Growing Martagon Lily Guinea Gold
We haven’t had Martagon Lilies before, now we want them all over the garden, however we have run out of planting space.
This is the second season for our Martagon Lily Guinea gold. It was pretty good last year, this season it is spectacular.
Planted in the courtyard border, it has grown way taller than it should do. In fact, some of them are about five feet eight inches tall.
I haven’t been put off by the height, probably because the stems are extremely strong and having planted both groups in front of deciduous trees it has been easy to tie a piece of string around thee tree trunks and thereby pull back any which may flop forward.
A look at some other Lilies we had in our Cheshire garden
Profile for Martagon Lily Guinea Gold
Flowering early to mid-Summer, this year with May being so cold the blooms did not open until early July.
The recurved spotted petals are a golden yellow bordering on orange.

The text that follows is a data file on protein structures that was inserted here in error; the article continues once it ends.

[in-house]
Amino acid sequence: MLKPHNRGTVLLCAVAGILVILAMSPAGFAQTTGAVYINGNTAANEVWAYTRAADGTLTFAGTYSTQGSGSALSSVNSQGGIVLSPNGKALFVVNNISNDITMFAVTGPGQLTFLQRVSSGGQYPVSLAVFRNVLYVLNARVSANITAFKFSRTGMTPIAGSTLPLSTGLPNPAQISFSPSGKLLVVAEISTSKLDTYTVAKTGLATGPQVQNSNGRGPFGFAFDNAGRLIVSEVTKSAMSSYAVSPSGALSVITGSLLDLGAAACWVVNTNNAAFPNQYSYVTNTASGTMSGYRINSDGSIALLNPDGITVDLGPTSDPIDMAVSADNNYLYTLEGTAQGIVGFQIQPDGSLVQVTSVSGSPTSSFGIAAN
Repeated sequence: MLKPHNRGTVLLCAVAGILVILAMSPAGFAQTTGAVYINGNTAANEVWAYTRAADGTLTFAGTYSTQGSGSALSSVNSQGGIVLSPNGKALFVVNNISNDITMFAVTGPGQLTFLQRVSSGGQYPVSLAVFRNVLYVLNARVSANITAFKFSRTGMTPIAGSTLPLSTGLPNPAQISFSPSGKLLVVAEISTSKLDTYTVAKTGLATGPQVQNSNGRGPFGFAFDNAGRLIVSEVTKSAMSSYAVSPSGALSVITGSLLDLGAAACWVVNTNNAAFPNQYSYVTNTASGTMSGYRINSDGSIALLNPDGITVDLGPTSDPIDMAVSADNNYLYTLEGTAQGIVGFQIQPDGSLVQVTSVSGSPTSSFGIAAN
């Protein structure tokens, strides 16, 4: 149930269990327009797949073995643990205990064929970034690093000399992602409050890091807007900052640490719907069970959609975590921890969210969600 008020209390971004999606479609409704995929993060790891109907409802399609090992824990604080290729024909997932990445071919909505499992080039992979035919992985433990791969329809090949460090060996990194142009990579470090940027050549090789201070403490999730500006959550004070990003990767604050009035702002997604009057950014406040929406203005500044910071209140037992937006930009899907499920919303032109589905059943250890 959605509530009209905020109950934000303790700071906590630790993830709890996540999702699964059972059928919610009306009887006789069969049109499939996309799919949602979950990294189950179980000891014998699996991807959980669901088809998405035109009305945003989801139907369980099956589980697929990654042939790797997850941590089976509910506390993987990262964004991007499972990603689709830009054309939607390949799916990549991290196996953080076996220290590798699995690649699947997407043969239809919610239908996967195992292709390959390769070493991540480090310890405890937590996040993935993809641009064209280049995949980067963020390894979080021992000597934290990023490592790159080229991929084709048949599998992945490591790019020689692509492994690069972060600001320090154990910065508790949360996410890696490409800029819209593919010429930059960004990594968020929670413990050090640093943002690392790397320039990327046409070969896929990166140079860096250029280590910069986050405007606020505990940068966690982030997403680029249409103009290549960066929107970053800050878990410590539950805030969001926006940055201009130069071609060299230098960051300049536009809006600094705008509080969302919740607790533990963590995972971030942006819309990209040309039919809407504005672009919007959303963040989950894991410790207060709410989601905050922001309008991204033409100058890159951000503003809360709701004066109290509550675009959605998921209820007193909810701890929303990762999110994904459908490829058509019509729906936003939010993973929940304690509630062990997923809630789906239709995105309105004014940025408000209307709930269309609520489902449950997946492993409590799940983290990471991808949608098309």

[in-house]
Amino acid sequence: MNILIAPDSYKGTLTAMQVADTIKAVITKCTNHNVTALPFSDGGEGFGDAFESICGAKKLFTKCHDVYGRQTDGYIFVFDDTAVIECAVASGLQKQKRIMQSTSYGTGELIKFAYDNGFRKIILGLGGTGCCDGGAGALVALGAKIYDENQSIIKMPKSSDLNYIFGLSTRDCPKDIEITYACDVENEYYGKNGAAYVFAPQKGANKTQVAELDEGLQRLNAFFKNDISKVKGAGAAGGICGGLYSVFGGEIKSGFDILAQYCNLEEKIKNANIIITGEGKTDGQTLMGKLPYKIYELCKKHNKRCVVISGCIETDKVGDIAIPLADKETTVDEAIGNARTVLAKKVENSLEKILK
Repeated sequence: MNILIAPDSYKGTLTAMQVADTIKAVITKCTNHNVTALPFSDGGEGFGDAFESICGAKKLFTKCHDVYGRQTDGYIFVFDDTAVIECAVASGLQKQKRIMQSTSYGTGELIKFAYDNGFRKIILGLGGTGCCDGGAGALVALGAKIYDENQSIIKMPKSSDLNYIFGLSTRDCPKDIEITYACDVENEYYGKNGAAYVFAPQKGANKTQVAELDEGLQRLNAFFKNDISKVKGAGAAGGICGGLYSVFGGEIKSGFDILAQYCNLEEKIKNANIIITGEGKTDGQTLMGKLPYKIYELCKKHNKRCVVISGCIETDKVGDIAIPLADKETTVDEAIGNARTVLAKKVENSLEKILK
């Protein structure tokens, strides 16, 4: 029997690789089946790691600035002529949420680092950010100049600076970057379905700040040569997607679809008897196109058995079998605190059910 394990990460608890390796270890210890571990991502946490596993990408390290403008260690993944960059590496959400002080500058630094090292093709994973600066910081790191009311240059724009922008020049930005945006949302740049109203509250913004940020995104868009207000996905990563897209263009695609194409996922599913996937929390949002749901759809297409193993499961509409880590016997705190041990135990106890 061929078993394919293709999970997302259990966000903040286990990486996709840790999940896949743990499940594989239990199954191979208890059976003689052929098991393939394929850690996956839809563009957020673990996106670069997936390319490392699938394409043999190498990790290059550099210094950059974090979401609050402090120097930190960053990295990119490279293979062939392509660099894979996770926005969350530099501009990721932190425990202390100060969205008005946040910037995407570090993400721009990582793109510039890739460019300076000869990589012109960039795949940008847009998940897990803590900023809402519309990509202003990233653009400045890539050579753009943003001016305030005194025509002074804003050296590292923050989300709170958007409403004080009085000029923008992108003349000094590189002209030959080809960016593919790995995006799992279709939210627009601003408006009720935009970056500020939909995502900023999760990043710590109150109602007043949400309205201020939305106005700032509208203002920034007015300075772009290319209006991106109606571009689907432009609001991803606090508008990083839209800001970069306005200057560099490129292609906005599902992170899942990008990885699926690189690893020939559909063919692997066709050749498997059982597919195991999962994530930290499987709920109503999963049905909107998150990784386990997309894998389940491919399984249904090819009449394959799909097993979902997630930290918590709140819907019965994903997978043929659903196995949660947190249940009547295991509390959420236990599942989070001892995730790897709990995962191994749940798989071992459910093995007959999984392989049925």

The flowers of the Martagon Lily are not as large as those of the Orientals or Asiatics. However, those on Guinea Gold are a reasonable size and once established each stem can carry in excess of 30 blooms.
Will generally grow to a height of about 4 ft/120 cm. Ideally, Martagons like the base of the plant to be in shade, with the flower heads in full sun. Our plants as I mentioned reached 5 ft 8 inches tall, this is because they are in a border that is probably that bit too shady.
Plant your Martagon Lilies in full sun or partial shade. The bulbs are best planted deep, about five inches. Groups of three look good. Free draining soil is very important, add a fair amount of horticultural grit to the soil, this will improve the drainage greatly.
Happy in. alkaline, acidic or neutral soil
Fully hardy in all areas of the UK
Can I grow Guinea Gold in a pot
Yes, if you use John Innes No.3, plant deep in a fair size pot. I have to say, they are best in the ground. The only Lilies which I find do exceptionally well in posts are the dwarf Asiatics or dwarf Orientals.
Our back garden in mid-July
Changes made to the back garden in April, I am pleased with the results now showing in July. It should look even better when the climbing roses cover the fence.
However, I have to ensure that rose branches do not go through the trellis. A neighbour across the back sent me a letter detailing great concern that rose petals and leaves may fall on to her washing. (Anything for a quiet life, I guess !!!!.)
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